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Flight Attendants Demand Immediate Congressional Action as Airline Bankruptcies Terrorize Workers’ Pension Protections

Date: September 16, 2005

CHICAGO – In the midst of domino effect airline bankruptcies, the Association of Flight Attendants-CWA, AFL-CIO (AFA) calls upon Congress to hasten enactment of a new policy to save workers’ pensions, halt an imminent collapse of the nation’s pension system and protect against a massive taxpayer bailout.  The flight attendants have implored Congress to act for nearly a year.  The Union has warned that failure to immediately enact pension legislation to reverse our nation’s largest corporate pension dump carried out by United Airlines would trigger a collapse of America’s defined benefit pension system. 

“It’s never felt so awful to be right.  Flight Attendants have warned lawmakers for months that United Airlines set a dangerous precedent for retirement security and put the tax dollars of the American people at risk to pay for the collapse of the pension system.  In just a few months time, those warnings are becoming a stark reality,” stated AFA United President Greg Davidowitch.  “There is no room for politics when millions stand to lose what they’ve spent an entire work life to protect.  Good pension policy is ready and it must be enacted now -- starting with the restoration of the United Flight Attendant Pension Plan.”

Northwest Airlines and Delta Airlines filed for Chapter 11 one day prior to a deadline for pension funding payments.  In doing so, the airlines placed their pension liabilities – money owed to workers’ pension funds -- at a lower priority for repayment during the airlines’ bankruptcy restructuring.  The already overburdened Pension Benefit Guaranty Corporation (PBGC) yesterday expressed concern about the large pension funding liabilities.  The agency’s calculations noted that Delta Air Lines’ pension terminations would exceed United as the largest pension default in U.S. history.   If the pension plans are terminated, the timing of the bankruptcy filing would make it more difficult for the pension agency to recover a portion of the guaranteed underfunded pension liabilities.  As a result, more airline workers would face broken promises as their retirement security is destroyed.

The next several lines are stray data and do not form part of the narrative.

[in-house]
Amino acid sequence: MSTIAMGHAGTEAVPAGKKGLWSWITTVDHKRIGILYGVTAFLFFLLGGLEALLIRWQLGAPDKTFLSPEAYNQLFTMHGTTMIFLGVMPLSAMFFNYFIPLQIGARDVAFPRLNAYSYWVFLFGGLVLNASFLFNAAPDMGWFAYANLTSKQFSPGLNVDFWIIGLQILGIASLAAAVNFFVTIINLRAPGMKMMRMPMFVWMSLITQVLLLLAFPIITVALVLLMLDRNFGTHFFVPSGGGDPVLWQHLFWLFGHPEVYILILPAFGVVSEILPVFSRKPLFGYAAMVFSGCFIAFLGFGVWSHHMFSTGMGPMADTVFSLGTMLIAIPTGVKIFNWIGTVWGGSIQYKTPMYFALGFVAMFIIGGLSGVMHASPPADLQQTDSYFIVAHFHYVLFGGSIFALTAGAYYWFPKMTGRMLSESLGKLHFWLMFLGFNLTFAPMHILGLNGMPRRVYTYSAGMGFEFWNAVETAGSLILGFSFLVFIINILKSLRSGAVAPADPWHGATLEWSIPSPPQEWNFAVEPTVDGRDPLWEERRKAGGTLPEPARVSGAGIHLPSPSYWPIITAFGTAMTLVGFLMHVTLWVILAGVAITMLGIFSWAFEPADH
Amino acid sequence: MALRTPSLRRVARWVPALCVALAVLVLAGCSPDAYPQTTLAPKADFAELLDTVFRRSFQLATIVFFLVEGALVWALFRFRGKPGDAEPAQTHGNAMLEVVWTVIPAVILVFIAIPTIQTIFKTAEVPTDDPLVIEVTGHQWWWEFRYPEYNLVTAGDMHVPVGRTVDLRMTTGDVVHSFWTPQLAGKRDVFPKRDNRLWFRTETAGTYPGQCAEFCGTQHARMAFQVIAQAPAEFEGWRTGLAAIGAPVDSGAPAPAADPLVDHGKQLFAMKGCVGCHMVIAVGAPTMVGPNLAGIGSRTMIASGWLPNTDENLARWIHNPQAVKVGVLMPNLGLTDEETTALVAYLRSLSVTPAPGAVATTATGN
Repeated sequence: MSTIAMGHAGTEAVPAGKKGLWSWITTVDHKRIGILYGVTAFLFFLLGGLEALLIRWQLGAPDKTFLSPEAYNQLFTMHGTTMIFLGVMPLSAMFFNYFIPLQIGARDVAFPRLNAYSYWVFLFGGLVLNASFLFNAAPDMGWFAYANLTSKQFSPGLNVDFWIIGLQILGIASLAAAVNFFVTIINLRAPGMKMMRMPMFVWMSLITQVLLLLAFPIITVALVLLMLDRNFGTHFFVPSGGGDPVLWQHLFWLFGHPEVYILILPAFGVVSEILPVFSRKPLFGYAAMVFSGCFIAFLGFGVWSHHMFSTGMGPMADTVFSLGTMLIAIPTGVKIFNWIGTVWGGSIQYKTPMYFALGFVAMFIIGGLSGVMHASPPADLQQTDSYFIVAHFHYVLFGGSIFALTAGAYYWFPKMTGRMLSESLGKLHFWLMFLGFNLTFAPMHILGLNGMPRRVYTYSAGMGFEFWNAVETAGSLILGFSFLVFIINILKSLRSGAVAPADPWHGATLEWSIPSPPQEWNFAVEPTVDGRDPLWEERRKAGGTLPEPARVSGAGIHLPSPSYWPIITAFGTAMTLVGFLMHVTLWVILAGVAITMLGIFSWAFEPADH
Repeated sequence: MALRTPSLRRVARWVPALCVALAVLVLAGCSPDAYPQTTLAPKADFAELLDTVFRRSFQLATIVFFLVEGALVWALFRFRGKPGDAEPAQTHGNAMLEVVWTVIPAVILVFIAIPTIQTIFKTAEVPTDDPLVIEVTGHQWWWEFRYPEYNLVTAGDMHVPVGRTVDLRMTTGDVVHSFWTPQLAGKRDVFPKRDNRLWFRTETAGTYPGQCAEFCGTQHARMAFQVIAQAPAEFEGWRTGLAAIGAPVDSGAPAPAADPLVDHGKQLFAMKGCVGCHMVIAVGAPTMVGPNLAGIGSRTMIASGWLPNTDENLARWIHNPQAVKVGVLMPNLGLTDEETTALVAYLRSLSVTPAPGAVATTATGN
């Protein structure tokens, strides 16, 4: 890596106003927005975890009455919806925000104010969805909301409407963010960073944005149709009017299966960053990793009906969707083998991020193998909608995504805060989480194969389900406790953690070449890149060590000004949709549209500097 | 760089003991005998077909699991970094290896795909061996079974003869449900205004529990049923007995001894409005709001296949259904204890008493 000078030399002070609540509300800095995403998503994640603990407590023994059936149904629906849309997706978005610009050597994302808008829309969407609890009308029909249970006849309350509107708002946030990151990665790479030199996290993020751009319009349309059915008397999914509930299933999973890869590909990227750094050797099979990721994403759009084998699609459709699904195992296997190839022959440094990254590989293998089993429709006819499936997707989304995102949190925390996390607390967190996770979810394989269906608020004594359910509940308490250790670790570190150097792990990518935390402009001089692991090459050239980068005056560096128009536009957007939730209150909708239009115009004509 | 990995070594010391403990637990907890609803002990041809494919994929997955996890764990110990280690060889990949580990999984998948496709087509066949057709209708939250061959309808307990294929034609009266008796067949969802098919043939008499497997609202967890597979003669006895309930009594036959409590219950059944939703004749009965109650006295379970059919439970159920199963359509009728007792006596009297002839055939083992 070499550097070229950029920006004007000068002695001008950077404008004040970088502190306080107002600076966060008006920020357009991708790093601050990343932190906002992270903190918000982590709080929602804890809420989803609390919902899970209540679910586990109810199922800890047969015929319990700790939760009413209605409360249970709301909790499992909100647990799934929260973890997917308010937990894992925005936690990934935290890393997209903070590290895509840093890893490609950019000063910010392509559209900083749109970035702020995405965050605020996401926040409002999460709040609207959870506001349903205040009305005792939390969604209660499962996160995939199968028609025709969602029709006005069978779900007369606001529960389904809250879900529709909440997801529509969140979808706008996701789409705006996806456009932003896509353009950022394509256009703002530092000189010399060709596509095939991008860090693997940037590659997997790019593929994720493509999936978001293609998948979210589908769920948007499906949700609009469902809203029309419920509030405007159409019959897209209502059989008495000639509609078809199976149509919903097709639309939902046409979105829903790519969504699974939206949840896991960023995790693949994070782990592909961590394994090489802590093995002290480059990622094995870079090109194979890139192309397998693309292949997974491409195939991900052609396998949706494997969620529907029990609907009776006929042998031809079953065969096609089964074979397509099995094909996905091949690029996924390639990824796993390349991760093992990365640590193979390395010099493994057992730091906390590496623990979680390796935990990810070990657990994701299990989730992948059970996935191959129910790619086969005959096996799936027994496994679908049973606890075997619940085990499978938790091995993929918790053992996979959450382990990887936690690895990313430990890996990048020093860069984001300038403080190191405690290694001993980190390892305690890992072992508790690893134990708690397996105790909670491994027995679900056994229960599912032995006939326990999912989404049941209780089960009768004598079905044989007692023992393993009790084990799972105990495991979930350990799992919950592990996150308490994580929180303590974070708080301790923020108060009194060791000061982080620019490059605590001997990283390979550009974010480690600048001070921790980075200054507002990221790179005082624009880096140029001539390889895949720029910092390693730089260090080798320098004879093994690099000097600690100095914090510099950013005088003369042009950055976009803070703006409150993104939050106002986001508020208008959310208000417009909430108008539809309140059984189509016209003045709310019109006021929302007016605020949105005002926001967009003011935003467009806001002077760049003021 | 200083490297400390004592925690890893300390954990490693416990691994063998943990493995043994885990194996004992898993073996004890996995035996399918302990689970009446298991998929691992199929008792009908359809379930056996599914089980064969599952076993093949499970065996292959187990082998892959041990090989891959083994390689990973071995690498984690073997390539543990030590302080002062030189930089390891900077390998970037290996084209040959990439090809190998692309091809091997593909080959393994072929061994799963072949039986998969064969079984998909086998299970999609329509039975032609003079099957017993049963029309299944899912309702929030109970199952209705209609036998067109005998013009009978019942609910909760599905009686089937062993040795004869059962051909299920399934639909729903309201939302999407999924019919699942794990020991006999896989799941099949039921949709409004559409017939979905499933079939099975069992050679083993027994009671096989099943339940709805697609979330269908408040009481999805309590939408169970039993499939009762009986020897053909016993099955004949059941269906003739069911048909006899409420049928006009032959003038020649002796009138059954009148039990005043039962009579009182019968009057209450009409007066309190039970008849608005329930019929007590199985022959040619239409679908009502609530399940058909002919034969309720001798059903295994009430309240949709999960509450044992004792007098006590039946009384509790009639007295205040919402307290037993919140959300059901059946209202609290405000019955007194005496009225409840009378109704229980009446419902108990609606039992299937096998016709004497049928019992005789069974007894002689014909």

“It should be abundantly clear that corporate America is brandishing bankruptcy as its weapon to attack career employees and their retirement security.  Their zero-sum-game strategy is certain to fail because it neglects addressing the underlying industry problems created by bad management decisions,” admonished Davidowitch.  “Without immediate legislative action, an entire generation of impoverished Americans will be created – with no security in their retirement.

“This is no time for intellectually arrogant politics – it’s time this government does work of, for and by the people.  Talk is cheap – the people of this nation need our representatives to act.”

75 Years of Safety & Service: 60 Years of Unity This year marks the 75th anniversary of the flight attendant profession and the 60th anniversary of the Association of Flight Attendants. More than 46,000 flight attendants, including the 19,000 at United, join together to form AFA-CWA, the world's largest flight attendant union. AFA is part of the 700,000-member strong Communications Workers of America, AFL-CIO. Visit us at www.unitedafa.org.

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